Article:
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So begins Kristin Hannah's magnificent novel. Spanning more than three decades and playing out across the ever-changing face of the Pacific Northwest, Firefly Lane is the poignant, powerful story of two women and the friendship that becomes the mainstay of their lives. For 30 years, Tully and Kate buoy each other through life, weathering the storms of friendship: jealousy, anger, hurt, resentment. They think they've survived it all, until a single act of betrayal tears them apart...and puts their courage and friendship to the ultimate test.
Firefly Lane is for anyone who ever drank Boone's Farm apple wine while listening to Abba or Fleetwood Mac. More than a coming-of-age novel, it's the story of a generation of women who were both blessed and cursed by choices. It's about promises and secrets and betrayals. And, ultimately, about the one person who really, truly knows you - and knows what has the power to hurt you...and heal you. Firefly Lane is a story you'll never forget...one you'll want to pass on to your best friend.
Customer ReviewsMost Helpful
By Lisa on 12-29-10
Chick lit meets Forrest Gump
Although the last part of this book is a well-written tear jerker, I didn't buy the enduring friendship that's central to the book. Opposites attract, no problem. But it seems that this relationship borders on abuser and abused. There's nothing that Kate won't forgive Tully for and Tully's never wrong -- at least in her own mind. Neither female seems to learn and grow beyond much where they were as teenagers. The pattern repeats and repeats and repeats. Kate is likable and loving, but deserves more from a friend than she gets. Tully is self-centered and needy and even when she does things for others it seems to be driven by her own needs.I have a really hard time believing these two girls/women would be BFFs. Another problem is the jarring temporal references. I appreciate some atmospheric scene-setting, but the near-constant name-dropping, place-dropping "We were there" references induced memories of Forrest Gump meeting every important historical figure of his time. Apparently quite a few reviewers have found this as intrusive and obnoxious as I did.
36 of 37 people found this review helpful
By Alyssa on 01-27-11
One of the most insipid, cliched books ever
I loved the time period for this book. The main characters grew up in the same decades that I did and the references to it are what I appreciate about the story and why I give the one star. That being said, it was downhill from there. Nothing happens in this book. At the writing of this I am halfway through the second part. It's killing me to get to the end but I have a thing about seeing something through. I wanted to write this now to save anyone else from wasting a credit. This book should be used in writing classes to exemplify what not to do. Awful!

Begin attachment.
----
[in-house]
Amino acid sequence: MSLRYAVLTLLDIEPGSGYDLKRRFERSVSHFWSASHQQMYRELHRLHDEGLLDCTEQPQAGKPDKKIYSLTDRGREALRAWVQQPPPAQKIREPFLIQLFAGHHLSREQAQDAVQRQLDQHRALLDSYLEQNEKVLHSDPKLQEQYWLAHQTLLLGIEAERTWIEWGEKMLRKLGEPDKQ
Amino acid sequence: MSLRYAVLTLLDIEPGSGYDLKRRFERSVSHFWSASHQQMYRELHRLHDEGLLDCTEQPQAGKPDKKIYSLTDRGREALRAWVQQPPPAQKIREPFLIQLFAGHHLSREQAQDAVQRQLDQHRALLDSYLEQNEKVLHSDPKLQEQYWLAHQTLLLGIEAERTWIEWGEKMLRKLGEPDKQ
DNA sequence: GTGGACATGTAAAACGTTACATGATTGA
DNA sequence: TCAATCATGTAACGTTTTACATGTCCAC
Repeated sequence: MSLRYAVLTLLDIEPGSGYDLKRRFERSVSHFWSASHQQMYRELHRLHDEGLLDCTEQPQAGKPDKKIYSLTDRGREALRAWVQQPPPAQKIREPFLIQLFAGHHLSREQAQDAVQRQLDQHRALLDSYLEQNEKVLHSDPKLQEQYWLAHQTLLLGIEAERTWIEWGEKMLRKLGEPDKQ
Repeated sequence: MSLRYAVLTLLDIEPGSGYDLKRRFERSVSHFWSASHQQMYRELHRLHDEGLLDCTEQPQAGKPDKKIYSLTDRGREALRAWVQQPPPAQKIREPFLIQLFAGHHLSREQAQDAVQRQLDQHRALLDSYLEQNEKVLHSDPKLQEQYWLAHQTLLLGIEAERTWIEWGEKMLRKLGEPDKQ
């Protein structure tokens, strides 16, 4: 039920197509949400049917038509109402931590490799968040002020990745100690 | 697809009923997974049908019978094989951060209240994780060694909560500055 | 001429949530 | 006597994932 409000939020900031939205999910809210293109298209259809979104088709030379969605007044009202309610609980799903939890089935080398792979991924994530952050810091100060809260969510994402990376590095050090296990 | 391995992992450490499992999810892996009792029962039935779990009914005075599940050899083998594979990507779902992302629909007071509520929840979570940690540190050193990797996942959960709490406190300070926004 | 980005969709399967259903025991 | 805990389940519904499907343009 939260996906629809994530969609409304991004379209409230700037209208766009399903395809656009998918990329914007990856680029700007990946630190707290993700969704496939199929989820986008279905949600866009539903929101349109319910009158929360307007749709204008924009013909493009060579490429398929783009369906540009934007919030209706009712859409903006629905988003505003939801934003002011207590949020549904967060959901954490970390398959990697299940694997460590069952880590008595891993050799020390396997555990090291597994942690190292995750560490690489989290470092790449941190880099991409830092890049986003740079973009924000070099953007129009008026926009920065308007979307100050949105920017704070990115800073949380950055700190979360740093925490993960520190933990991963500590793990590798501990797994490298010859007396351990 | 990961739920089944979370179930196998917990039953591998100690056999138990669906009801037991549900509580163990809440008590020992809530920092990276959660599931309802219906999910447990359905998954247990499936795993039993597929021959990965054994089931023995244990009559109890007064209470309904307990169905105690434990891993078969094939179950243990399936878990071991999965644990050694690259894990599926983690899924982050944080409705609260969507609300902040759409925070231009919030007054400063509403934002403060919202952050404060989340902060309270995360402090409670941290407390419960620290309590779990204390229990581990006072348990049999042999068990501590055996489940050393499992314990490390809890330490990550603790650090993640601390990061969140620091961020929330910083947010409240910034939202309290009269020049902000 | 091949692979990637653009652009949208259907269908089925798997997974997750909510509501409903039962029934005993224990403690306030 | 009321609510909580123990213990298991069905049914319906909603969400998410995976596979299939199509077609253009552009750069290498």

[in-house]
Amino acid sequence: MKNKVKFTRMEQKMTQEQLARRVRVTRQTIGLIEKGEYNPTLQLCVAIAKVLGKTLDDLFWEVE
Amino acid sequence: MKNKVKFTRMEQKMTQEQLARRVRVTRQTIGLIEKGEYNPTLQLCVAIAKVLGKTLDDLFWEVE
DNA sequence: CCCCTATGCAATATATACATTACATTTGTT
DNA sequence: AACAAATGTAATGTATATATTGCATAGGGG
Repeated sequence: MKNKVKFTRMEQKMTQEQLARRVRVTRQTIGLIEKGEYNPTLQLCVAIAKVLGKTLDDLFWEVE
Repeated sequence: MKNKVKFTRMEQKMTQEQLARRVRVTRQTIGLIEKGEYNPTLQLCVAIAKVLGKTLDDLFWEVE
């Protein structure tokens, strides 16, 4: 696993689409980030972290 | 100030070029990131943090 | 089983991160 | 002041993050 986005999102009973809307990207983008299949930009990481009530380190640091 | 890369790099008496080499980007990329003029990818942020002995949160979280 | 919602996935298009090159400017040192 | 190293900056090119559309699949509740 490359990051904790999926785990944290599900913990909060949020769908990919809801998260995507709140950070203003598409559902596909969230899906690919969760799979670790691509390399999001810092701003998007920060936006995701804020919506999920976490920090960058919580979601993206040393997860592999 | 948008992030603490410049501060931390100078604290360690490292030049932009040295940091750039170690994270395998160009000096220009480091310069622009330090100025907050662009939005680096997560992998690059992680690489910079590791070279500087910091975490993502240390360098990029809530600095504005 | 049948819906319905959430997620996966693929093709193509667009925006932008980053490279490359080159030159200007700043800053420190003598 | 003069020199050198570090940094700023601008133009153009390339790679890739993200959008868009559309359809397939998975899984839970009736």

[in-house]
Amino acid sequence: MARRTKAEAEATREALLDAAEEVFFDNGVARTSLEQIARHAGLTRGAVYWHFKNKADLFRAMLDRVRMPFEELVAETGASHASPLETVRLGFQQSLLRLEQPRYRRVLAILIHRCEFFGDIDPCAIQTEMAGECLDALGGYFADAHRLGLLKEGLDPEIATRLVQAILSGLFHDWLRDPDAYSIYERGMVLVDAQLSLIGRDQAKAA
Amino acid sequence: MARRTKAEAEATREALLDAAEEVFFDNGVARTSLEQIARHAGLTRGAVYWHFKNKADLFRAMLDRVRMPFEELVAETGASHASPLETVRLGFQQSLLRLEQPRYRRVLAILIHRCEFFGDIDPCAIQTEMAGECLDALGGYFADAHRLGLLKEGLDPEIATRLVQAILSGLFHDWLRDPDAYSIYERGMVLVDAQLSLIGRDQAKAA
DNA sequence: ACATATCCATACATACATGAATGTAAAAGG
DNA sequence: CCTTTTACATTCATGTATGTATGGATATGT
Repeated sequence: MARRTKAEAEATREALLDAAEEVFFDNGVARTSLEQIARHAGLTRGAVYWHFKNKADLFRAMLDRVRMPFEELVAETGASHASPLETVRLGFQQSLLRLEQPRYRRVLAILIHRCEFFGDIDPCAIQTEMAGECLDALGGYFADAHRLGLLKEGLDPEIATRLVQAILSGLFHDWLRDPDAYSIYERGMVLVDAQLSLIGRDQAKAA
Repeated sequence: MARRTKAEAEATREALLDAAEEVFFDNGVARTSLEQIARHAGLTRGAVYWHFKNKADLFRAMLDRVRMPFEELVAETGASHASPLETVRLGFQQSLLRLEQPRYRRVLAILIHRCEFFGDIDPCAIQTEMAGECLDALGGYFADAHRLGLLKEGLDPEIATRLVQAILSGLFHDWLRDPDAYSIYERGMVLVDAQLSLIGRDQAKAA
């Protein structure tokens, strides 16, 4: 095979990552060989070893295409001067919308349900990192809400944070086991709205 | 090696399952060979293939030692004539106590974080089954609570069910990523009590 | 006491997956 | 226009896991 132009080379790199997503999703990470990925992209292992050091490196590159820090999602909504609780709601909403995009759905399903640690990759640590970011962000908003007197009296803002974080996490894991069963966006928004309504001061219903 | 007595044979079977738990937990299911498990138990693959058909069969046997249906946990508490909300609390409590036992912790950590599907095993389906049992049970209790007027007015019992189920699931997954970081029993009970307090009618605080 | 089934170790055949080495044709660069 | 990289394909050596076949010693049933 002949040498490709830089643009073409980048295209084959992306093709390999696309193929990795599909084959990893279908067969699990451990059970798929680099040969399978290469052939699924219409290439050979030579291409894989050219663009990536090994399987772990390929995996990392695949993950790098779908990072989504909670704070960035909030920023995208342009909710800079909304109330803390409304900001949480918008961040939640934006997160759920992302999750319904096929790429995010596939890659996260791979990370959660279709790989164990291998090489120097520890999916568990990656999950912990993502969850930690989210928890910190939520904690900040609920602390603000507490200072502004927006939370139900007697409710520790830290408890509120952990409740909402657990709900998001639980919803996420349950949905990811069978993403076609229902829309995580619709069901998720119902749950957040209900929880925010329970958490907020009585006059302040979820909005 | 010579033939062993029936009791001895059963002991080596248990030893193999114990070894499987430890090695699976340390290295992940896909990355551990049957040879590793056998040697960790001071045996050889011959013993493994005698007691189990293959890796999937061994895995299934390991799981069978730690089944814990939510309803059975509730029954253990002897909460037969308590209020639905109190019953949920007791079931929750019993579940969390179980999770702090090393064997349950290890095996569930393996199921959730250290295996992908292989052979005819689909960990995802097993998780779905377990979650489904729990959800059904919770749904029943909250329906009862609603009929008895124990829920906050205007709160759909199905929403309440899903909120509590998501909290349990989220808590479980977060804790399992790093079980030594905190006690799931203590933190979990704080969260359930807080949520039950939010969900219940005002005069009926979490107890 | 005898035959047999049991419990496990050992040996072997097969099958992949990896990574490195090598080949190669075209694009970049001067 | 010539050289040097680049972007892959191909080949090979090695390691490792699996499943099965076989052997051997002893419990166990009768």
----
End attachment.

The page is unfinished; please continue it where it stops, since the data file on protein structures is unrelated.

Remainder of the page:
41 of 45 people found this review helpful
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By Lyndall on 08-06-08
Anyone for seriously good cake?
If you're about to read this book, get ready for one of the most sentimental, girly (and long) reads of your life! Get ready to plunge into a hot-tub of Americanness, and find a long, cool glass of all that's best about being a woman right at your elbow.
Actually, if I had to liken this book to just one thing, it would have to be a slice of extremely good chocolate fudge cake.
This has to be one of the sweetest, schmolziest books I?ve read in a long time, but it is totally morish, and I could no more have not finished it than I could leave a half-eaten slice of said cake (and I am a huge chocolate cake fan!). But don?t misinterpret me here - this book is in no way frothy or insubstantial. It might have all the irresistable gooey topping of the best chick lit, but it's rich and sumptuous too, with a whole lot of 'woman-complexity' hidden in it, not to mention the nourishing substance of a really good story.
As an avid consumer of audio books, I'd also have to credit the remarkable Susan Ericksen for her quality hot-fudge-sauce of a narration. She is a superb reader anyway, but she surpassed herself in this one, by managing to sustain two distinct 'voices' for the two main protagonists all the way through the book ... no clumsy accent or pitch differentiations, just a subtle difference in tone and intensity which kept you absolutely clear who was who all the way through.
I have rarely cried so much in one book (here the fudge cake analogy begins to fail a little!), and I have been obliged, as I so often am by sentimental
American novels, to reaffirm what really matters in my life. Now you can?t ask more than that from a decent piece of fudge cake, can you!
7 of 7 people found this review helpful
By V Nerd on 01-02-18
Grab those hankies, Sob-fest ahead!
Any additional comments?
By the time I had finished this audio I was an uncontrollable blubbering wreck!
Erghhh this book is like a beautiful piece of art, I loved it so much.
It is about love, loss and above all else friendship!
Just grab it and read it you will not be disappointed !
Customer ReviewsMost Helpful
By Expression on 05-24-18
This beautiful story touched on many of the insecurities we often experience as teenage girls and women, I often found myself holding my breath , getting cross and even crying ,at times hoping the situation would quickly be over , only to embrace the next that it would never end. Great writing thank you
By Lilly on 10-28-17
Great book! So worth listening to!!!
This audiobook tells a story of two best friends, what they go through and how important is friendship. Awareness to breast cancer is so important!, I love this story!!